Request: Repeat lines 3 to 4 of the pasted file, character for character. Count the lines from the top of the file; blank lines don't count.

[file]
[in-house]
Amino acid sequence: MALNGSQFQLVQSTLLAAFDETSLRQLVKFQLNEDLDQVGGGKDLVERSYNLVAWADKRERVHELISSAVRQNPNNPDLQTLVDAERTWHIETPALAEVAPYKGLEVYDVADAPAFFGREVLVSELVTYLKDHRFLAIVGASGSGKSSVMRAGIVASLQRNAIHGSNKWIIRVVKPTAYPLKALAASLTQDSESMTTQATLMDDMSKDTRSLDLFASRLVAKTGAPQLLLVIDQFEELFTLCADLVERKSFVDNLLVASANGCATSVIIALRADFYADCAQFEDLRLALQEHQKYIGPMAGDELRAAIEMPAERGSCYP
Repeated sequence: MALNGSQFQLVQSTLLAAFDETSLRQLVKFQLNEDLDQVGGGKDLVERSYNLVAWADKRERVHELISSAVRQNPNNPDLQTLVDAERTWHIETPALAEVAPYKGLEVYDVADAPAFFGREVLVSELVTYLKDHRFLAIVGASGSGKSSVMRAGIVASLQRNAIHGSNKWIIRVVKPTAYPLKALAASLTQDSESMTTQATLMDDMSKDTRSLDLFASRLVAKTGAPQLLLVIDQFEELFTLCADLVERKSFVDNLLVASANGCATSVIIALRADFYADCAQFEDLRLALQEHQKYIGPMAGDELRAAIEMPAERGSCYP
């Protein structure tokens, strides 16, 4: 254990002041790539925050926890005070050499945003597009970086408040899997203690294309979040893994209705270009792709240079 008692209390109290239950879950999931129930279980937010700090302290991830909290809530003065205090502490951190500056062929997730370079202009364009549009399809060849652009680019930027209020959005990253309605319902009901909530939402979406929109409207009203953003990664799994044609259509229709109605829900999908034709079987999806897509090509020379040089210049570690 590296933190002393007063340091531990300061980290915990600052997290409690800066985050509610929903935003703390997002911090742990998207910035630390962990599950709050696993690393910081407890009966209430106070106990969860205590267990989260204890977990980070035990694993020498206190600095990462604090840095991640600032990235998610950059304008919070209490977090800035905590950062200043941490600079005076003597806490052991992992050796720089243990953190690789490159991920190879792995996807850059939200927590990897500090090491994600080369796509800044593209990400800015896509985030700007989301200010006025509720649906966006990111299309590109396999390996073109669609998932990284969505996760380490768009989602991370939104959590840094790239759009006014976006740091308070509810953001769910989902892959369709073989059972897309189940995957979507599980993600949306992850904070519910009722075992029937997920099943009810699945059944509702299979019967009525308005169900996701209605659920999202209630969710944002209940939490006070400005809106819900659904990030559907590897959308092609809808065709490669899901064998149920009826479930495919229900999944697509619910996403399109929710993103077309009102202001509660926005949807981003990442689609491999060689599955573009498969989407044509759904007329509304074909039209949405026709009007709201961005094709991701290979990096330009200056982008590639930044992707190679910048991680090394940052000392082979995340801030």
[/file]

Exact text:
Repeated sequence: MALNGSQFQLVQSTLLAAFDETSLRQLVKFQLNEDLDQVGGGKDLVERSYNLVAWADKRERVHELISSAVRQNPNNPDLQTLVDAERTWHIETPALAEVAPYKGLEVYDVADAPAFFGREVLVSELVTYLKDHRFLAIVGASGSGKSSVMRAGIVASLQRNAIHGSNKWIIRVVKPTAYPLKALAASLTQDSESMTTQATLMDDMSKDTRSLDLFASRLVAKTGAPQLLLVIDQFEELFTLCADLVERKSFVDNLLVASANGCATSVIIALRADFYADCAQFEDLRLALQEHQKYIGPMAGDELRAAIEMPAERGSCYP
């Protein structure tokens, strides 16, 4: 254990002041790539925050926890005070050499945003597009970086408040899997203690294309979040893994209705270009792709240079 008692209390109290239950879950999931129930279980937010700090302290991830909290809530003065205090502490951190500056062929997730370079202009364009549009399809060849652009680019930027209020959005990253309605319902009901909530939402979406929109409207009203953003990664799994044609259509229709109605829900999908034709079987999806897509090509020379040089210049570690 590296933190002393007063340091531990300061980290915990600052997290409690800066985050509610929903935003703390997002911090742990998207910035630390962990599950709050696993690393910081407890009966209430106070106990969860205590267990989260204890977990980070035990694993020498206190600095990462604090840095991640600032990235998610950059304008919070209490977090800035905590950062200043941490600079005076003597806490052991992992050796720089243990953190690789490159991920190879792995996807850059939200927590990897500090090491994600080369796509800044593209990400800015896509985030700007989301200010006025509720649906966006990111299309590109396999390996073109669609998932990284969505996760380490768009989602991370939104959590840094790239759009006014976006740091308070509810953001769910989902892959369709073989059972897309189940995957979507599980993600949306992850904070519910009722075992029937997920099943009810699945059944509702299979019967009525308005169900996701209605659920999202209630969710944002209940939490006070400005809106819900659904990030559907590897959308092609809808065709490669899901064998149920009826479930495919229900999944697509619910996403399109929710993103077309009102202001509660926005949807981003990442689609491999060689599955573009498969989407044509759904007329509304074909039209949405026709009007709201961005094709991701290979990096330009200056982008590639930044992707190679910048991680090394940052000392082979995340801030």